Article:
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May 14, 2008 > Pat Kite's Garden: Tough flowering groundcovers

Pat Kite's Garden: Tough flowering groundcovers

By Pat Kite

Tri-city clay, water rate increases and dislike of endless weeding have taken their toll on my little grey gardening cells. Here are a few of my favorite tough flowering ground covers that stay around, one form or another, all year.

CERASTIUM TOMENTOSUM or SNOW IN SUMMER. This ground-hugging silver-grey leaf plant has a profusion of snow white flowers in mid-summer. Snow-in-summer tolerates abysmal soil, slopes as well as flat ground. Water to get started, otherwise this charming plant enjoys mostly dry. A lot of so-called groundcovers are really small shrubs.
This one is just about 5-inches maximum and spreads serenely. Try it in semi-sun too. You can walk on it, but not as a pathway.

CAMPANULA PORTENSCHLAGIANA or DALMATIAN BELLFLOWER. One afternoon I came home from shopping and found two nicely attired senior ladies kneeling at my front yard garden digging up Campanulas. "You have so many," one said, rather embarrassed, "we didn't think you would mind." I frowned. They went away, but not without a pilfered batch tucked in pockets. Humph! In early summer this partial sun groundcover turns portions of my front yard sky blue. Unlike some of the other campanulas, Portenschlagiana flowers on and off until fall. It does need semi-regular water.

DUCHESNEA INDICA or INDIAN MOCK STRAWBERRY. A Sunset reference says "It grows readily without much care." My mock strawberry is in a "do-nothing" yard segment where I trod occasionally. Nothing seems to disturb it. While called "strawberry" due to 1/2-inch red berries, even birds don't seem to like the yucky taste. Yellow flowers precede the berries. If you give it lots of water, it will spread and spread. But if you don't like the sight of bare earth, and want weed smother, this pleasant sun, semi-sun or mostly shade drought resistant groundcover certainly has its uses.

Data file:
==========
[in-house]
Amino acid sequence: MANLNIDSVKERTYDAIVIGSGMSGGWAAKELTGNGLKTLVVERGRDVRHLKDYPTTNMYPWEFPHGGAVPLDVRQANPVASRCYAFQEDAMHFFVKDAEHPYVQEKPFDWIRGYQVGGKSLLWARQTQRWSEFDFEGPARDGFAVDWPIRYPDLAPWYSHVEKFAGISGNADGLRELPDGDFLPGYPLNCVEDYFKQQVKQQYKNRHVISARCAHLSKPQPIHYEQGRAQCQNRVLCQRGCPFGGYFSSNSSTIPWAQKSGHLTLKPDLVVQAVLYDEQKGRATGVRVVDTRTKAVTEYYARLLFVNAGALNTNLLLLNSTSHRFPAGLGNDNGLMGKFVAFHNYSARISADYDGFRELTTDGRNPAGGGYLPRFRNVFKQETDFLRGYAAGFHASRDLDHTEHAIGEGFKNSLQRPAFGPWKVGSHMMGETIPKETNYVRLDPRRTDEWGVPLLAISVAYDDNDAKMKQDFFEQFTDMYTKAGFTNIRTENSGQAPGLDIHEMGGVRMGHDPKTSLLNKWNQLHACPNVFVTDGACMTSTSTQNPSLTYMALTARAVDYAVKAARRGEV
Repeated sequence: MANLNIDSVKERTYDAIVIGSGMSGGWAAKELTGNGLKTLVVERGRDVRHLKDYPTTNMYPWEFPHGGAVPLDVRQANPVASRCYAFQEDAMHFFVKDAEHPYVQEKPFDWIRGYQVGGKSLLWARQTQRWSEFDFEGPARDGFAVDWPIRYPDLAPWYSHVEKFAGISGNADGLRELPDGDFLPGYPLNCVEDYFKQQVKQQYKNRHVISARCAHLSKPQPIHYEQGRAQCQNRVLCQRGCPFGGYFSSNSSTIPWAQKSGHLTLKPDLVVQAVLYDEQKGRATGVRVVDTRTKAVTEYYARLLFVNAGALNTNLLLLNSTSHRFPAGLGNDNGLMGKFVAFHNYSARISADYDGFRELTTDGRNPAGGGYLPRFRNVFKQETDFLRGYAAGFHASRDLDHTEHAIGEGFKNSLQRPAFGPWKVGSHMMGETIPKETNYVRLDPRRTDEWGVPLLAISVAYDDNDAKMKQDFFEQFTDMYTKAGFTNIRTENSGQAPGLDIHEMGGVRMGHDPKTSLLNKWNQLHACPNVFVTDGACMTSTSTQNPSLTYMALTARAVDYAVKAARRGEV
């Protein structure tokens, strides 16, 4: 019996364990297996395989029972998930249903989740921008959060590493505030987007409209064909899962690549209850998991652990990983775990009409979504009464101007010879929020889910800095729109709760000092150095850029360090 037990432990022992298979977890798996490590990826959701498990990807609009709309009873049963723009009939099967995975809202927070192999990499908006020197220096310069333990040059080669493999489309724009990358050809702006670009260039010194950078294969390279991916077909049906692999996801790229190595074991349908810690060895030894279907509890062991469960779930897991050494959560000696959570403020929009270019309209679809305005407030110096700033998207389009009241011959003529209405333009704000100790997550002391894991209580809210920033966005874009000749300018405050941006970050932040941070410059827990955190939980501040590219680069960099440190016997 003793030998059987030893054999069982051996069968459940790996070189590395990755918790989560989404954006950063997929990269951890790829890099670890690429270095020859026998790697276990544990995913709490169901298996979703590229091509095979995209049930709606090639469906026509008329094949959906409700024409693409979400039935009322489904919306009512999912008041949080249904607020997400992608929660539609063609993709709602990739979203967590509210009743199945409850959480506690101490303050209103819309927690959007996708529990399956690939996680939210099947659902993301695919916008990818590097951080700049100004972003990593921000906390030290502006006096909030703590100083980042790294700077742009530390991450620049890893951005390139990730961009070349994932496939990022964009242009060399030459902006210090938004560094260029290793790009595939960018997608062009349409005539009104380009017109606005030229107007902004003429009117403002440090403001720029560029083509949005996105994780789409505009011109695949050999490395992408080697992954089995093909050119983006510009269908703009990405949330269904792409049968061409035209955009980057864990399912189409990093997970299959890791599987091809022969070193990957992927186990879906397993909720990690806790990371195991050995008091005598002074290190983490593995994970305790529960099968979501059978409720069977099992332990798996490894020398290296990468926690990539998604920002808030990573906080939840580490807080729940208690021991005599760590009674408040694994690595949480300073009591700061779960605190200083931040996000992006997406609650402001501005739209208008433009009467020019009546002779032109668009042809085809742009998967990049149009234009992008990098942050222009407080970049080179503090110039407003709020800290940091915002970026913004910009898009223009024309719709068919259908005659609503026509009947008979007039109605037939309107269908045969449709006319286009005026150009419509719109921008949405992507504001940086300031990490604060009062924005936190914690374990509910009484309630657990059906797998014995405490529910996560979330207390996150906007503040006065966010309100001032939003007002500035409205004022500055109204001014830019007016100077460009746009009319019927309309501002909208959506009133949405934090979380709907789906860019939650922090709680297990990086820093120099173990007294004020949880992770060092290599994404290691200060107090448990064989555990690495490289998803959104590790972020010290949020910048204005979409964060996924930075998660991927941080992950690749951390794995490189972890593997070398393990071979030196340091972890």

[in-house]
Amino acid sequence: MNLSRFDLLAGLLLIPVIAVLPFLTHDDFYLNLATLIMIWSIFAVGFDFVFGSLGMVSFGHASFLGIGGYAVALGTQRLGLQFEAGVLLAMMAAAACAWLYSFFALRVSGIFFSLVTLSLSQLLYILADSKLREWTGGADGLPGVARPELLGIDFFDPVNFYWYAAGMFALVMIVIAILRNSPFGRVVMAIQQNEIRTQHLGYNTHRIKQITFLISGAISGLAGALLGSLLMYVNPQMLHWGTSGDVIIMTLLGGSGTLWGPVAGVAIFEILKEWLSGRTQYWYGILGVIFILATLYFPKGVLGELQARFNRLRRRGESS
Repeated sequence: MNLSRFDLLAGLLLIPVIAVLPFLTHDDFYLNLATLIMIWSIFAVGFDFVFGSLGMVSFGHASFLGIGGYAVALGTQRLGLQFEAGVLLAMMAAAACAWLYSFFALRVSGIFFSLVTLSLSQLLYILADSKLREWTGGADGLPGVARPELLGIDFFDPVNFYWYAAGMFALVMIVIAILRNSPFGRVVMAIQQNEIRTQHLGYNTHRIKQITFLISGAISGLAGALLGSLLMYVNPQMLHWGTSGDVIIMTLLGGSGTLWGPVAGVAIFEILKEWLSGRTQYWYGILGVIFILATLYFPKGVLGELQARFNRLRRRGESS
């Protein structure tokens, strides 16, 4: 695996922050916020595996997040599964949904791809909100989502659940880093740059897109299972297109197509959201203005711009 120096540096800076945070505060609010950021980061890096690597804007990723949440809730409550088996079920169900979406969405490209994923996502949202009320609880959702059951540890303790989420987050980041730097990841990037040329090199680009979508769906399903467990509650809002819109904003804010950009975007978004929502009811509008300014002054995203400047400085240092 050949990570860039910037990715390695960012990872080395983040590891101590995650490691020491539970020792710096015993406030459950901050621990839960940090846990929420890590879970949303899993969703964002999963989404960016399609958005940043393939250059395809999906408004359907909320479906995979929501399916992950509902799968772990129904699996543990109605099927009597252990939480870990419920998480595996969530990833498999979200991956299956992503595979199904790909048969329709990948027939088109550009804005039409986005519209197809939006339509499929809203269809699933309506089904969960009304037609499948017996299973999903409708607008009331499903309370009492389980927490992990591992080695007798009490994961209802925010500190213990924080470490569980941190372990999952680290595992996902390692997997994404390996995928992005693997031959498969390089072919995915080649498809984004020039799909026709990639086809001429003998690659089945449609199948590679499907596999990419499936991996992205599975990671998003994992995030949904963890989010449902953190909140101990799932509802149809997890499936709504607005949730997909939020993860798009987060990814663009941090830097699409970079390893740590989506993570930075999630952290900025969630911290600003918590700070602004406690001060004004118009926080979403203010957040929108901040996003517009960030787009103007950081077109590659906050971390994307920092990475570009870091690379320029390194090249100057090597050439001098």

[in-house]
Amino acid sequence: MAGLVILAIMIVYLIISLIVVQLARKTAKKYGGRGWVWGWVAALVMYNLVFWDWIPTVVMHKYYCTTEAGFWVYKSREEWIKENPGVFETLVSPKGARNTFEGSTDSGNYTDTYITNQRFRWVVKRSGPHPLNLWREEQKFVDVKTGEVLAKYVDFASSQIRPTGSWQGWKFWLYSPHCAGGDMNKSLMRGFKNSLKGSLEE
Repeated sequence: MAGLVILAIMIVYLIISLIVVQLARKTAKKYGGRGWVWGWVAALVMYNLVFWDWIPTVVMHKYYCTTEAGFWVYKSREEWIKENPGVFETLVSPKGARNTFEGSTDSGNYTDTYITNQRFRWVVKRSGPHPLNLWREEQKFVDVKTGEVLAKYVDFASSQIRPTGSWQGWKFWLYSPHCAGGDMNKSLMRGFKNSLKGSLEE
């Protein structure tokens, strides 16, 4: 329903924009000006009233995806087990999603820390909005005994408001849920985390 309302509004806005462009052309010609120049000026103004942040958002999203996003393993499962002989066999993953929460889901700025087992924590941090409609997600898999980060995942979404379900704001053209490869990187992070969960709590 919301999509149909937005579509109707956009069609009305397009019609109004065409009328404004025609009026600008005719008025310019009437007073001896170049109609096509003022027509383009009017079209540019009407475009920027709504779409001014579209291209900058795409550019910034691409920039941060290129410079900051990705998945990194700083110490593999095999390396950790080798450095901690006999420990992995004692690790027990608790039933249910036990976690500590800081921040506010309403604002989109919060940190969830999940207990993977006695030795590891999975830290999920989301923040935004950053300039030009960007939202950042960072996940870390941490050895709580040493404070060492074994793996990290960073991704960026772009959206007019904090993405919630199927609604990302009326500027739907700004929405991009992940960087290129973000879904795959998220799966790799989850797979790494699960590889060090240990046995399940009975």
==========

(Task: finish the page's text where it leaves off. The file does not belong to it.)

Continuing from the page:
GERANIUM BIOKOVO. I am never sure about geraniums as ground covers, since sometimes they grow upwards instead of earth hugging, and a few can become plagues. But Biokovo has turned out nicely. A moderate spreader in mostly sun, it has pretty whitish flowers most of late spring and summer. You do have to water occasionally.

LYSIMACHIA or CREEPING JENNY. Almost flat light green leaves toddle along in somewhat sun areas. I grow them between my roses, where they are gradually blanketing an area. This summer I will try Jenny in the shade under my towering privets. There is a yellow variety said to be more shade tolerant. In really good surroundings, this ground-level ground cover is reputed to be ambitious. However so far it behaves quite well. Flowers are tiny and yellow, not easy to see way down there.

Where is VINCA MAJOR in this list? This blue-flowering ground cover gets to 12-inches high and really travels via long trailing stems that root. It's too tall for my tastes, but has a definite purpose in shaded areas that can be confined.

Before you purchase "ground covers," check it out with Sunset or another good garden reference. Some plants called ground covers aren't really; they leave too much open space for weed intrusion.







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